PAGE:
There are a lot of mediocre pie crust recipes out there, and most of them have one of two common shortcomings. Either the crust is not tender, or the crust does not have the desired, flaky texture.
There are a variety of methods to address these issues, but most of these techniques are bit of a catch-22. Flakiness can be obtained by using lard as some or all of the fat in the crust. The flaky texture of a crust that uses lard is a byproduct of lard’s larger fat molecules. But as you increase the percentage of lard, both the tenderness and the taste of the crust is compromised.
Conversely, Shortening can make your crust tender, but shortening will result in a less flaky crust. Many modern pie crust recipes eschew lard, the fat of choice a generation ago, for butter. A crust made with butter will generally be tasty, not too tough, and may occasionally turn out to be slightly flaky. In other words, it is a compromise.
I’m not big on compromises, so over the years I have experimented quite a bit with pie crust recipes. This one is my current favorite. It uses Vodka (or brandy) and two different fats (lard and butter) which together ultimately produces a tasty, flaky, and tender crust. Even if you are happy with the the pie crust recipe you are currently using, I urge you to give this one a try. Also, if you want to go that extra step, you may want to render your own lard, which will give you a far better result than the partially hydrogenated lard found in supermarkets.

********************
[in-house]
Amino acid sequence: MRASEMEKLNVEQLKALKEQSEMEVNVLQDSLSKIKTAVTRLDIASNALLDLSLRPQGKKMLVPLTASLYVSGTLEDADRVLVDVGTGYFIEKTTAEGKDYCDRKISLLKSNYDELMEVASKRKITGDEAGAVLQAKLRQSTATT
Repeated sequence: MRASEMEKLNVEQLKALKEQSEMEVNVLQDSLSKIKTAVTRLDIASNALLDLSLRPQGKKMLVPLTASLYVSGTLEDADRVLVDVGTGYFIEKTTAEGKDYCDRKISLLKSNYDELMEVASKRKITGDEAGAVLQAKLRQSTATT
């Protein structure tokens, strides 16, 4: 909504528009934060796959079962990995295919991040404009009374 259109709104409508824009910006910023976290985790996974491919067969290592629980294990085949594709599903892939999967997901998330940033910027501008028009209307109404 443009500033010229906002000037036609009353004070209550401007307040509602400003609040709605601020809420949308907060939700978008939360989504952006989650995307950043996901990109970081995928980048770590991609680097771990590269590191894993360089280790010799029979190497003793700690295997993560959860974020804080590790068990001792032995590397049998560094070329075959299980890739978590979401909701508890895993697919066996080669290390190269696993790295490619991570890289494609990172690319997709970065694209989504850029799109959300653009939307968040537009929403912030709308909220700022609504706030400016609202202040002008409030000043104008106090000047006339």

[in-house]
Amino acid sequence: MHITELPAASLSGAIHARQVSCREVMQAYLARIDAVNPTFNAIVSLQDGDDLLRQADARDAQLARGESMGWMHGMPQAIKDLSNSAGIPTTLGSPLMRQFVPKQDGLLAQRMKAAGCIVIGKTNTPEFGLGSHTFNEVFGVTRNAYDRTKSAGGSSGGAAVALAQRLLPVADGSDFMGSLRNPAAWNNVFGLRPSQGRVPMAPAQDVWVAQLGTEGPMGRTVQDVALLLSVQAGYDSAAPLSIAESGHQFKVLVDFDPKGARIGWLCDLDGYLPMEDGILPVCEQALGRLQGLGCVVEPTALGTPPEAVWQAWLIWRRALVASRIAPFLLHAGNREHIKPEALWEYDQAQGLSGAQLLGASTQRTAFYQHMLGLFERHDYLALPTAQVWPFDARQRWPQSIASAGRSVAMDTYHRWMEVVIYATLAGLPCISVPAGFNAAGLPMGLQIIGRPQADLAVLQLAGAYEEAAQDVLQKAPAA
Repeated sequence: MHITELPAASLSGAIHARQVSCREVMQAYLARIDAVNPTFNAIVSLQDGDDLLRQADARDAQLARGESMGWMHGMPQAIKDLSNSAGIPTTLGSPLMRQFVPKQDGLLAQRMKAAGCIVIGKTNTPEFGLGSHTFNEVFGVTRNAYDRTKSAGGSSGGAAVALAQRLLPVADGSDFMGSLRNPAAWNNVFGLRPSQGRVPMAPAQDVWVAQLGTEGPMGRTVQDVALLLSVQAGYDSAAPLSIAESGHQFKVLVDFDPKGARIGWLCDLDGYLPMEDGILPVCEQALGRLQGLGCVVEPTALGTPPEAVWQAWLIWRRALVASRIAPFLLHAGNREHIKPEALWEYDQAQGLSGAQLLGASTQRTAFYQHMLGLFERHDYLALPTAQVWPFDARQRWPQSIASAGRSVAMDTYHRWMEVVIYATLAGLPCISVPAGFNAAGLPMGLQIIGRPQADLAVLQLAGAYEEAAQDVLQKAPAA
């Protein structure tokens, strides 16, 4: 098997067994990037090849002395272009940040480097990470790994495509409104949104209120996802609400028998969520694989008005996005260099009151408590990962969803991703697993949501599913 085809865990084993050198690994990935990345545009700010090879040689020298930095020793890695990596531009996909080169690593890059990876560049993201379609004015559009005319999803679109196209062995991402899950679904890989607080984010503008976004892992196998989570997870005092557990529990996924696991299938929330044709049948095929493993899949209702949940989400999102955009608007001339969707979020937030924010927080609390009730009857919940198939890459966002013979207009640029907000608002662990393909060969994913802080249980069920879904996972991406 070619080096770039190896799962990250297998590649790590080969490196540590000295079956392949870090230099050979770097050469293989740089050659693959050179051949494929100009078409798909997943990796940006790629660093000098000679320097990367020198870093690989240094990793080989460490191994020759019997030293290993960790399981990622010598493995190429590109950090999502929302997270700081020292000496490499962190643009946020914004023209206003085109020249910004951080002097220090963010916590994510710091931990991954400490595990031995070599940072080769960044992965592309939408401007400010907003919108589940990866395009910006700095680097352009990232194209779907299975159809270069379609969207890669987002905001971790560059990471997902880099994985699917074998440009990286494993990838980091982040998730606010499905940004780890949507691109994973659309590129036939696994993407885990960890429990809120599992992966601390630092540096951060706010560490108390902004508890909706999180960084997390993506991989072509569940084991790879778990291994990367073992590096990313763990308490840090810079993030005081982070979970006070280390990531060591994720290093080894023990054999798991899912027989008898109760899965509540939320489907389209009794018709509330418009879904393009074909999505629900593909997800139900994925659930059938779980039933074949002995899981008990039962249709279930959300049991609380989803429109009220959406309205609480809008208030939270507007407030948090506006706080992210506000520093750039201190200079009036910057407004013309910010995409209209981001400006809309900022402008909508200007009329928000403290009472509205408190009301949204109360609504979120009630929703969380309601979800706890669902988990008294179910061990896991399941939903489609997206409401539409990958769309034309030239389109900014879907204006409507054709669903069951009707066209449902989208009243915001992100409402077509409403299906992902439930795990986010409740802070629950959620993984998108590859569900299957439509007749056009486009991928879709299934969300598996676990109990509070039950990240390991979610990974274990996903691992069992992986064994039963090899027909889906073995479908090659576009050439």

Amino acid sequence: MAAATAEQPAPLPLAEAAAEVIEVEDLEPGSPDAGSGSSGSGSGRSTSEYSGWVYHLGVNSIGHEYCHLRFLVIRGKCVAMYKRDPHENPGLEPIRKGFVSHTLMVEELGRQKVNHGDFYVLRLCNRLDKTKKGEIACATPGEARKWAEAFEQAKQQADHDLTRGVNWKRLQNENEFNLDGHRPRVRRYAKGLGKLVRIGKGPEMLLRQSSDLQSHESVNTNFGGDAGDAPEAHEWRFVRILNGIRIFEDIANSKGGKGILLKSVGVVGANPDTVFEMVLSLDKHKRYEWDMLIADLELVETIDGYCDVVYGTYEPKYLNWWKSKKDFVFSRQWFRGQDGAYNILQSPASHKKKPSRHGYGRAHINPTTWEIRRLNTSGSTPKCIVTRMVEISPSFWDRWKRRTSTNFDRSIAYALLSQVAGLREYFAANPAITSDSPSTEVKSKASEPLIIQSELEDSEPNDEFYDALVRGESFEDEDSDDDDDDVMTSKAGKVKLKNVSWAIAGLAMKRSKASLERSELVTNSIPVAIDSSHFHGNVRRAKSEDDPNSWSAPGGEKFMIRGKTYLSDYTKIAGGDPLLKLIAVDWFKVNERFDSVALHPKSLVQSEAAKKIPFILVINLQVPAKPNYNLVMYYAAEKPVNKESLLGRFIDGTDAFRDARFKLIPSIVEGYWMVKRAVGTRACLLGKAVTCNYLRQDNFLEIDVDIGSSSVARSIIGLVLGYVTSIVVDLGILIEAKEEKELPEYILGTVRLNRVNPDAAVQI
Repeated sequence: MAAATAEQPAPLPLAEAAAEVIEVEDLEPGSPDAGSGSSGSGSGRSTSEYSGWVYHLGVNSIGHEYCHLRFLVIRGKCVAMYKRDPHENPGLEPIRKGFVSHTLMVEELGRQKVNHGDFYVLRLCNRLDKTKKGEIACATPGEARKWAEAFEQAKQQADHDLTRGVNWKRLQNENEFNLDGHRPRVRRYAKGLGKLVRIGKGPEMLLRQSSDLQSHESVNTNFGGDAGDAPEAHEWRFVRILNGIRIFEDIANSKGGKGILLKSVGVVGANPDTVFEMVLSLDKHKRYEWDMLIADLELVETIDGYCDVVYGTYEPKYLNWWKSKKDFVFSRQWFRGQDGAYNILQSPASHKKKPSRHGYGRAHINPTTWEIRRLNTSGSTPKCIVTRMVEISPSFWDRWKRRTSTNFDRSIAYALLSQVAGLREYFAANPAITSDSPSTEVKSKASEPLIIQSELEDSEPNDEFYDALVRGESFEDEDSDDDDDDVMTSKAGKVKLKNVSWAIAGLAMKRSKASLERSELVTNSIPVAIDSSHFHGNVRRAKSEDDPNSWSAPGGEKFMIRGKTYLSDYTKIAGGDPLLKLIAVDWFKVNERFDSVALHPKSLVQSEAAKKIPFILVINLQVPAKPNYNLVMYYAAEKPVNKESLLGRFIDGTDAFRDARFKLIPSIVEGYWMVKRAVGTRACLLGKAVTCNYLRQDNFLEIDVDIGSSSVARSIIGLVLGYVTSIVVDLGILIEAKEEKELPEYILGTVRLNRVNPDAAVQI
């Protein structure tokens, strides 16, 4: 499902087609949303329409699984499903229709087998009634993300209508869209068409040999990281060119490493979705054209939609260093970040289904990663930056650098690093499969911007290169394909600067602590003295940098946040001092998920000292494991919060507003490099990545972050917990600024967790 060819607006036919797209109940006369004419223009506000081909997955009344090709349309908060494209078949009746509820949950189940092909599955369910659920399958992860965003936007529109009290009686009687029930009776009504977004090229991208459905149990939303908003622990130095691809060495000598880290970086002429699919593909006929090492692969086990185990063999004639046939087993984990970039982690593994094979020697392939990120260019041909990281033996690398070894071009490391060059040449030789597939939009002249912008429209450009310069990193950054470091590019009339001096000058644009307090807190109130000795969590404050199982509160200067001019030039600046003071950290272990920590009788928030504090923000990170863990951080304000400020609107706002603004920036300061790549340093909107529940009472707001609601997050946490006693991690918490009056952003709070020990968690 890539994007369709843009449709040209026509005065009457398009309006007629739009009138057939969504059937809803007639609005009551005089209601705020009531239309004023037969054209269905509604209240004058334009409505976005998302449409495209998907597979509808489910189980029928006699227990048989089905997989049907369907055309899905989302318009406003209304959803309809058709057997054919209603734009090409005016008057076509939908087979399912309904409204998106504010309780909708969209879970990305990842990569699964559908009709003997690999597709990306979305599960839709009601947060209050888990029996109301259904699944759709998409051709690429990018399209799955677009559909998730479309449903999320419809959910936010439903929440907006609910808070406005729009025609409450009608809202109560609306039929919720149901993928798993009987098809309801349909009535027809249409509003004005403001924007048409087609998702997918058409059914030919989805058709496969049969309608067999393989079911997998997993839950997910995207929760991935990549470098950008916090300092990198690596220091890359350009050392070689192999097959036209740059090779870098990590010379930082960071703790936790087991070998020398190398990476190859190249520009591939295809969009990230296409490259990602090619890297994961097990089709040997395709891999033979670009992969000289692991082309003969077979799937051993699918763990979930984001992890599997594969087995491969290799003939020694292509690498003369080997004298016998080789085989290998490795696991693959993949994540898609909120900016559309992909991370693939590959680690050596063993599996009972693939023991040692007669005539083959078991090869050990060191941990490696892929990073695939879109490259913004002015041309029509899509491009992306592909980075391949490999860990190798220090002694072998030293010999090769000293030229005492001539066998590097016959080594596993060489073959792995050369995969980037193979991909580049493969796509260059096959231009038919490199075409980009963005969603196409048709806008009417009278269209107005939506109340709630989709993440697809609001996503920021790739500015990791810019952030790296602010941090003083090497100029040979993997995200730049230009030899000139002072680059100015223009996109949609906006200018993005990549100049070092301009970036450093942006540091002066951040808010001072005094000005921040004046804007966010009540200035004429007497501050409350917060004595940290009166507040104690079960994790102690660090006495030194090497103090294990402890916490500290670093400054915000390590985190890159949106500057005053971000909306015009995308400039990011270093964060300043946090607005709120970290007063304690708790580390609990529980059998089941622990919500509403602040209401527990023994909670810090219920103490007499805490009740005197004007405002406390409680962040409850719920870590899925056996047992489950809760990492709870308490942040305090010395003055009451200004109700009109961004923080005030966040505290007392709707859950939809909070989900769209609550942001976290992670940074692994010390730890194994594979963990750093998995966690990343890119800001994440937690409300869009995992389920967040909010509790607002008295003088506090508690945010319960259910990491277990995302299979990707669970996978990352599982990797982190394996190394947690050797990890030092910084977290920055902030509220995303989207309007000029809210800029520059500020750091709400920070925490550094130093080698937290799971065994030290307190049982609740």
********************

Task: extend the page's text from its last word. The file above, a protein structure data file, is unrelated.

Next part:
Ingredients for one double-crust pie
- 2 1/2 cups unbleached all purpose flour
- 8 tablespoons leaf lard (cut into small pieces)
- 8 tablespoons butter (cut into small pieces)
- 1/2 teaspoon kosher salt
- 2 tablespoons sugar (optional)
- 1/4 cup vodka, cold (brandy works just as well)
- 1/4 cup cold water
- Combine all ingredients except the water and vodka in a medium bowl.
- Blend with a pastry cutter. Be careful to not overwork the dough.
Sprinkle the water and vodka over the mixture and then, with a rubber spatula, use a folding motion to mix the dough together. You are looking for a consistency where the dough just holds together in a ball and is no longer powdery. Add additional water and/or vodka if needed to reach the desired consistency.
- Divide the dough into two balls and flatten each into a disk. Wrap in plastic wrap and refrigerate for at least an hour.